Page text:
Thursday, November 28, 2013
On Sunday I returned to the New Amsterdam Market, in part to purchase a few things I had previously bartered for at the last market. My other reason was a meeting with a young woman currently in a semester-long art program here in NYC, has a blog, and is deeply interested in food and photography. For nearly two hours we discussed options for her future and then headed over to the market.
Yishi Xie, copyright 2013
Yishi's photo of my garlic and a wild mushroom pasta dish made in her dormitory room.
Yishi loves NYC, but is not a citizen (she's from Chengdu, China), and has to return to a rural western PA college for her final semester. She's thinking of grad school, but after our conversation I encouraged her to find a job or internship here in NYC with a food mag/website or other food business where she can put her photographic and web-design skills to work and gain a sponsor. She is an excellent photographer, smart, poised, and funny. I wish her the best. See some of her photos and words here.
Each about six or seven for the 23 oz bottle. Doc's is easier to get in NYC, but as of now I think there is only one place offering Black Bird -here.
Happy Thanksgiving everyone. Eat well, give thanks.
Tuesday, November 26, 2013
It all started with the machine. From the rear loading dock at the studio, handles lowered, loading it into the van.
Of course, this beast was intended for 80 foot farm rows, but that got nixed in favor of an ever more local farm. A 1989 Troy-bilt 22-inch wide, rear-tined tiller, 8-inch tilling depth, and 7 HP Kohler Magnum engine. Forward and reverse drive gears, starts on the first pull, but a little fussy about the drive lever. More tiller than a twenty by ten foot plot can handle, turning was an effort, possibly creating more work than hand digging, especially when the tiller dug in. Two plots later; that was Friday's work.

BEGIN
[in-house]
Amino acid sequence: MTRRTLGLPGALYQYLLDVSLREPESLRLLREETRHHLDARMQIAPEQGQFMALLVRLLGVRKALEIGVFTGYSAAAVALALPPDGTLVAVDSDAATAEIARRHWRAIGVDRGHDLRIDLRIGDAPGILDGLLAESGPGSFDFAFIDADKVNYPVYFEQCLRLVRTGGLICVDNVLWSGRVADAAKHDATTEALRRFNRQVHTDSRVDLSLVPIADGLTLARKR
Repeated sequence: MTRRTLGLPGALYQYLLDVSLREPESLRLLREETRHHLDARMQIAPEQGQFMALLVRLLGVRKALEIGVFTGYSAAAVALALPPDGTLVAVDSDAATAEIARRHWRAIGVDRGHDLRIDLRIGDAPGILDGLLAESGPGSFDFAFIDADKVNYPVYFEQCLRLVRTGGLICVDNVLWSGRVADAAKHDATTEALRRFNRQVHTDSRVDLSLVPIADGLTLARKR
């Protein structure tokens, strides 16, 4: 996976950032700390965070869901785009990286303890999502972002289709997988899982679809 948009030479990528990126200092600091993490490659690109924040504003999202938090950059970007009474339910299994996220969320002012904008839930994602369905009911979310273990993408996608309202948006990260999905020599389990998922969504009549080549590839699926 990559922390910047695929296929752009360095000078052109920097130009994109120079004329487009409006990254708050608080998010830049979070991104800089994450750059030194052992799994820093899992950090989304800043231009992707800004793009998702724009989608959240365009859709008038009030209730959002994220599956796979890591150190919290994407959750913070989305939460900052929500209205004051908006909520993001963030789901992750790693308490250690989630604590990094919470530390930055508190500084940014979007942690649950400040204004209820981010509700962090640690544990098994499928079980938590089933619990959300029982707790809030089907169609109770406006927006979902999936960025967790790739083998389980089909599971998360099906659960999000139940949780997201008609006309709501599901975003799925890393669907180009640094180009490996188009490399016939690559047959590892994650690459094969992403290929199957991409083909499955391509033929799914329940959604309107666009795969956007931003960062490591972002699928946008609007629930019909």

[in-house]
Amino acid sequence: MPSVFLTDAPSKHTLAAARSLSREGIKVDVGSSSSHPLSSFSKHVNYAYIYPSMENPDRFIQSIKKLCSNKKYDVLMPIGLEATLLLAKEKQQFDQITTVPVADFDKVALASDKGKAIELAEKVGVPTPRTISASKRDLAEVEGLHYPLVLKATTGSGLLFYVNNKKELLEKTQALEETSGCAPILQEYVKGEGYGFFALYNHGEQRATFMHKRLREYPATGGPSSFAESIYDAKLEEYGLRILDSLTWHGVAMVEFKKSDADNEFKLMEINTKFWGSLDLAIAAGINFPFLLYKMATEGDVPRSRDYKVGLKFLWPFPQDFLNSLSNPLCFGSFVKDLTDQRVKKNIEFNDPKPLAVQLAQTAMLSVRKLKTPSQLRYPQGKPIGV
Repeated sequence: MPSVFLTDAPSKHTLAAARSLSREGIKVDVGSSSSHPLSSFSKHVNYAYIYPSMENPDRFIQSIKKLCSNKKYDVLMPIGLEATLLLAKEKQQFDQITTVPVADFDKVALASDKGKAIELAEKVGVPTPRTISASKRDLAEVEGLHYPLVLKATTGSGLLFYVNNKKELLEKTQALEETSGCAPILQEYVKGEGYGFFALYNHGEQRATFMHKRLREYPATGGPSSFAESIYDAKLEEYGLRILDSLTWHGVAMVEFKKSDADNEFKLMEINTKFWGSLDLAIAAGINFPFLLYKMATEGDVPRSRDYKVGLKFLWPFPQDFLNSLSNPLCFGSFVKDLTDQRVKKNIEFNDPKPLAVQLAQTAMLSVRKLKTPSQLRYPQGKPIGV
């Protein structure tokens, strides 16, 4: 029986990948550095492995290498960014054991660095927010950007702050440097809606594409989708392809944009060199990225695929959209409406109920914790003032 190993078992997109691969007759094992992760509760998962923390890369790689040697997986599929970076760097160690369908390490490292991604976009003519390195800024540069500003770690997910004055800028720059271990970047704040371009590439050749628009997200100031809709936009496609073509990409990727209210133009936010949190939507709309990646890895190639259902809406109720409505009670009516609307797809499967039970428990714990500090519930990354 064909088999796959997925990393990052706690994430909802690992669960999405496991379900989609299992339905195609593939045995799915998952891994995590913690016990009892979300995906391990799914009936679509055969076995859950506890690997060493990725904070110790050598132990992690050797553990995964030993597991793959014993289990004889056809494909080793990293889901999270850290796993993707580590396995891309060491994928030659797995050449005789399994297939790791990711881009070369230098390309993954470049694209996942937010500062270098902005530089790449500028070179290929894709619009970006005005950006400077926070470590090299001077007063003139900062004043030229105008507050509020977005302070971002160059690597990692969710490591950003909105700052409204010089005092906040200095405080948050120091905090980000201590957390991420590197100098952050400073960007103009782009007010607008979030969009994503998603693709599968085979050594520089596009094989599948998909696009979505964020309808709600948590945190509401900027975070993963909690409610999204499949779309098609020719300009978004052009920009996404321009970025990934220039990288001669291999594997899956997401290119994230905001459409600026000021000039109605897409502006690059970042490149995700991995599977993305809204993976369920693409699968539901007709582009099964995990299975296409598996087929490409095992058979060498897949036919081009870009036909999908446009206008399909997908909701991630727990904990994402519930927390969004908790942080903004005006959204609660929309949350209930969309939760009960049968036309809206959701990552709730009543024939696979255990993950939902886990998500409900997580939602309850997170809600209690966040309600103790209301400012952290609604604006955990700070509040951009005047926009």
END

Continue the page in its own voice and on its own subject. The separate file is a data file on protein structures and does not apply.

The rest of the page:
On Saturday I pulled out the trenching shovel and began making rows for walking; squeezing as many beds as possible leaves little room but a foot's width.
My other plot, the new plot, gee-one has subtle differences in soil than the beach farm plot, eff-twelve. It is softer, way softer, richer too, with fewer stones (and wood chips, sucker!). The tiller work was a little easier here without the boundaries of fencing and so was my trenching thanks to the depth of friable soil.
I didn't plant any of my Amagansett cloves here at the beach farm, but for two heads of Spanish Roja. This Rocambole wasn't replaced with new seed as it is notoriously difficult to grow, but I had two heads that appeared exceptionally healthy from the farm. Once peeled, the cloves skins and inner wrappers were a gorgeous mix of rose and terracotta. I hope they do well and although they were smaller than my seed bought at a high price farm, they were in much better shape than much of my Rocambole seed cloves that were beginning to dehydrate.
My orderly rows a contrast to the chaos of wooden and white plastic lattice, coolers, bins, green mesh fencing, umbrellas, and other garden objects. Finished now, but for one bulb of Artichoke I left at home, still waiting to be planted. All in all, 1184 cloves of garlic (and 18 French Grey Shallots) planted in two plots, or just over 400 square feet. That's one sixth the quantity of cloves I planted last season on a fifth acre (or 8700 sq. ft.) in Amagansett on only one hundredth an acre at the beach farm. Kapow.
Monday, November 25, 2013
Not so much saffron this season. Why? Maybe because I moved them from the farm in Amagansett. I also missed a number of the blooms because I couldn't make it to the beach farm. It's ok, next year.
Sunday, November 24, 2013
I'm boiling the last of my Amagansett grown potatoes and a handful of sweet potatoes given to me by a farmer out at the barn. They'll be softened by the boil, then tossed in a hot pan with olive oil. Towards the end I'll put some butter on and chopped garlic. I've noticed my Artichoke variety garlic has gotten downright buttery raw, now. So good. The one at the top of the bowl is Artichoke. It's important to know how garlic changes as it sits, sometimes for the better, sometimes for worse.
Tuesday, November 12, 2013
I've nowhere well-lit, particularly on these darker, cloudy mornings to place a vase of flowers for a photograph. The kitchen stove always fares best as a table, and even then on top of a cast iron dutch oven. The light streams in from the window beside, a faint rectangle on the vase.
The leaves of the crimson Salvia elegans blacken at the freezer's edge, so I cut it. But the chrysanthemums, or what are they called these days (when I purchased one it was Chrysanthemum "Sheffield Pink"), are hardly not hardy. They will droop with the sop (that which makes it sopping, no? I will use it anyway), but afterward perk up. I've seen them through several snows.